Consumers held back slightly in January; the ECB contemplated another innovation to support Europe's banking sector; Theresa May's Brexit deal was defeated in the House of Commons; Sweden contemplated deficit spending to support its slowing economy.
"It was a simple thing they had to do and they haven't got it right. If there was another war we'd be in trouble with this lot in charge."
U.S. Consumers: Not Feeling it
Consumer purchases, accounting for some 70% of the U.S. economy, disappointed in January, rising 0.1% vs. December 2018, vs. an expected 0.3%. Core consumer inflation was also soft, rising only 0.1% vs December and 1.8% vs. January 2018 – well short of the Fed's often-stated goals of 2%.
Final figures for overall economic growth in Q4 also fell short, at a downwardly-revised 2.2% annualized rate. The downbeat tone of the figures so far suggests that the final growth figures for the just-ended Q1 could disappoint as well. All of which suggests that the Federal Reserve's newly-accommodative stance may be appropriate given current realities – and could become even more dovish should future figures continue to falter.
European Banks: Tiering up?
The current negative rate "paid" by the European Central Bank for deposits from commercial banks (-0.4%) is seen by many as threatening the profitability – and even solvency – of Europe's already-troubled banks. One suggested solution includes "tiered" rates to offer some relief to the more troubled categories of banks. Though discussions on the subject are continuing within the ECB, the conversation so far remains theoretical. But it may be worth remembering that negative interest rates were once also considered unlikely, if not impossible, in practice.
UK- Europe: Brexit Breakdown
With Friday's 344-286 vote against adoption of Prime Minister May’s negotiated agreement between the UK and the EU, which would have delayed implementation until May 22, the timetable for finding any other form of withdrawal agreement has been thrown into disarray. The next key date is now April 12th, by which time the EU requires an agreement with the UK on how to continue discussions. With many believing that requirement won't be met, the prospects for a "no-deal" Brexit by that date have caused the EU to schedule an emergency meeting for April 10.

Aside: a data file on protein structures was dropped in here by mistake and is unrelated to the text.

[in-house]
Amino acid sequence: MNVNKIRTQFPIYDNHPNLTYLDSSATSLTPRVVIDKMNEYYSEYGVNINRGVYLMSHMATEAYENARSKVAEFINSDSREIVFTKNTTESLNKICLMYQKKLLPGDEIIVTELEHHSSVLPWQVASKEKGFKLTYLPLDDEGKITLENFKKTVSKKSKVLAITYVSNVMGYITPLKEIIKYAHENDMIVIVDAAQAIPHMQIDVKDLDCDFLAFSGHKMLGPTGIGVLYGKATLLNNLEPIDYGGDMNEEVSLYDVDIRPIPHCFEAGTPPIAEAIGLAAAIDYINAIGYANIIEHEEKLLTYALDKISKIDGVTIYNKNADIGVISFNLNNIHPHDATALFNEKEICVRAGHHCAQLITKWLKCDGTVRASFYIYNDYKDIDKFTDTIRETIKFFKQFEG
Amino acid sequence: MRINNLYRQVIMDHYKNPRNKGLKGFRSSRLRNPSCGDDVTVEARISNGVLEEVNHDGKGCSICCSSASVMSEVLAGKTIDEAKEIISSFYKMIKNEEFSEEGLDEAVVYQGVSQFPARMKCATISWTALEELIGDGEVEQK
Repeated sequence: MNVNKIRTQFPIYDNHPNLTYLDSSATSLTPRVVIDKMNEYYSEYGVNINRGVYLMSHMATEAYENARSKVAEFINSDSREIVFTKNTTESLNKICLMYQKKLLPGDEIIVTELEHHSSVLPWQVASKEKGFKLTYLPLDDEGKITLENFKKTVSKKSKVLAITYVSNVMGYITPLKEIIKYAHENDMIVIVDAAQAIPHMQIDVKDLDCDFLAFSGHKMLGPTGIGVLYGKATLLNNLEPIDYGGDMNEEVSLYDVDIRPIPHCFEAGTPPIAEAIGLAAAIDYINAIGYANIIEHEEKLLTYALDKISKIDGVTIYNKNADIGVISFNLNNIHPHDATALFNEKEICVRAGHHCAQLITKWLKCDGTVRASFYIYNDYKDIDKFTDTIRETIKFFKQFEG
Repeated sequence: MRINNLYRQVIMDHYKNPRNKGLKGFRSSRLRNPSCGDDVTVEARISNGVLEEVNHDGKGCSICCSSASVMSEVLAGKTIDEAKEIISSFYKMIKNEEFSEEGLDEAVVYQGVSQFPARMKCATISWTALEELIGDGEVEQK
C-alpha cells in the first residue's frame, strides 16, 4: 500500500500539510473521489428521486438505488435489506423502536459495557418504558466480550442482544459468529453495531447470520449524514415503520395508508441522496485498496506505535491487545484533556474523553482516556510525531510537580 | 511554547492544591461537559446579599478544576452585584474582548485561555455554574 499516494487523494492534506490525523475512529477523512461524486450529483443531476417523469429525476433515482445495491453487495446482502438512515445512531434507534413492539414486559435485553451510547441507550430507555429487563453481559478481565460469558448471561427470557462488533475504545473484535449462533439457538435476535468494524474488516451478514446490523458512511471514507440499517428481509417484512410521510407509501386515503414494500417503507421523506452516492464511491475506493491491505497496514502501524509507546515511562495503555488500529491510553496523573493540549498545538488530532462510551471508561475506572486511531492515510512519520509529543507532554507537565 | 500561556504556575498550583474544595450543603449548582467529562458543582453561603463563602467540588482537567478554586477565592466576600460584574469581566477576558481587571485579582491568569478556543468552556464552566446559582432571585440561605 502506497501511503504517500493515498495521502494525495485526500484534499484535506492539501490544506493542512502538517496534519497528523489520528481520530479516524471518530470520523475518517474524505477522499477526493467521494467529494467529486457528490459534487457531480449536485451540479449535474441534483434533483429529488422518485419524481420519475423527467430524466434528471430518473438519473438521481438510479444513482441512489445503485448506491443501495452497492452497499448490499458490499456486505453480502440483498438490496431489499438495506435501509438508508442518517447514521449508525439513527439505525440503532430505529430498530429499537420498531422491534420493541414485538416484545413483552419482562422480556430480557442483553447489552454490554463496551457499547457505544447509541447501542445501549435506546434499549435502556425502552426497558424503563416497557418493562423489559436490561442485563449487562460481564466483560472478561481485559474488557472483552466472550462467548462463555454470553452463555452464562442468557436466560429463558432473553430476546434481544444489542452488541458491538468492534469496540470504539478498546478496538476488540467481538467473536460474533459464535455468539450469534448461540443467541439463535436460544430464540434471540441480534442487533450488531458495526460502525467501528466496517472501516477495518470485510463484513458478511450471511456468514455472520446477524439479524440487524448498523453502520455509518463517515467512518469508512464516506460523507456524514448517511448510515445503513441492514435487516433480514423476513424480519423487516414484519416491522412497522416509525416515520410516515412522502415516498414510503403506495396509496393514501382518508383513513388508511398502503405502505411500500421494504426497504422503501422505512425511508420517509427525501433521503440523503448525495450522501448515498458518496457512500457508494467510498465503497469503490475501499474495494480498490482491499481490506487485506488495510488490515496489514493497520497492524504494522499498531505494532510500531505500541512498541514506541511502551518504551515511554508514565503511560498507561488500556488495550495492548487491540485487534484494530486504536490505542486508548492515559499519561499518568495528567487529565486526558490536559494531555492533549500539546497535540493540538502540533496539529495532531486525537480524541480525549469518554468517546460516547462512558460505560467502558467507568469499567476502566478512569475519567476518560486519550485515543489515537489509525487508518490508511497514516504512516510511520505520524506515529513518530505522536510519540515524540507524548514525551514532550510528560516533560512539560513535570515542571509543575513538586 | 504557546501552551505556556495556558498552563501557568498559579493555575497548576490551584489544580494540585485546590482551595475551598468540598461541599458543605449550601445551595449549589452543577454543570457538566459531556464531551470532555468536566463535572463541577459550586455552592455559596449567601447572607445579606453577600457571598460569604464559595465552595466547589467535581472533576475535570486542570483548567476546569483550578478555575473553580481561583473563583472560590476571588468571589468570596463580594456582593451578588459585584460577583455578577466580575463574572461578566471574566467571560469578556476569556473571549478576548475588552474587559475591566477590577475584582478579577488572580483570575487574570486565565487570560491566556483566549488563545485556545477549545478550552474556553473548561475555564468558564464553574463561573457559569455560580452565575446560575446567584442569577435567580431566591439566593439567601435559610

Sweden: Borrowing Time?
Dependent on global trade for about half its GDP, Sweden's economy is unusually vulnerable to the current slowdown in global trade, even in the context of the generally vulnerable European Union (EU). At the same time, the country's debt load continues to fall, and is now projected to be below the country’s EU-mandated 30% level within the next two years. That’s especially notable given the aggressive government borrowing by many other EU countries.
This unusual situation has prompted the country's largest trade union group to exert pressure on the government to expand its borrowing and social spending – which, counter to some expectations, is being actively considered by the current right-wing majority in Parliament.
Encouragement to borrow from any constituency is all the more notable because of the disastrous debt crisis Sweden faced in the 1990’s, which encouraged all parties to avoid excess government borrowing for the past two decades.
Even former Prime Minister Goran Persson, widely known as a long-standing opponent of deficit spending, acknowledged that current "very low" interest rates make borrowing an attractive option despite Sweden's hard-earned reluctance to increase government borrowing.
All data Source: Bloomberg, March 29, 2019 unless otherwise indicated.
The Federal Reserve ("Fed") is responsible for the formulation of U.S. policies designed to promote economic growth, full employment, stable prices, and a sustainable pattern of international trade and payments.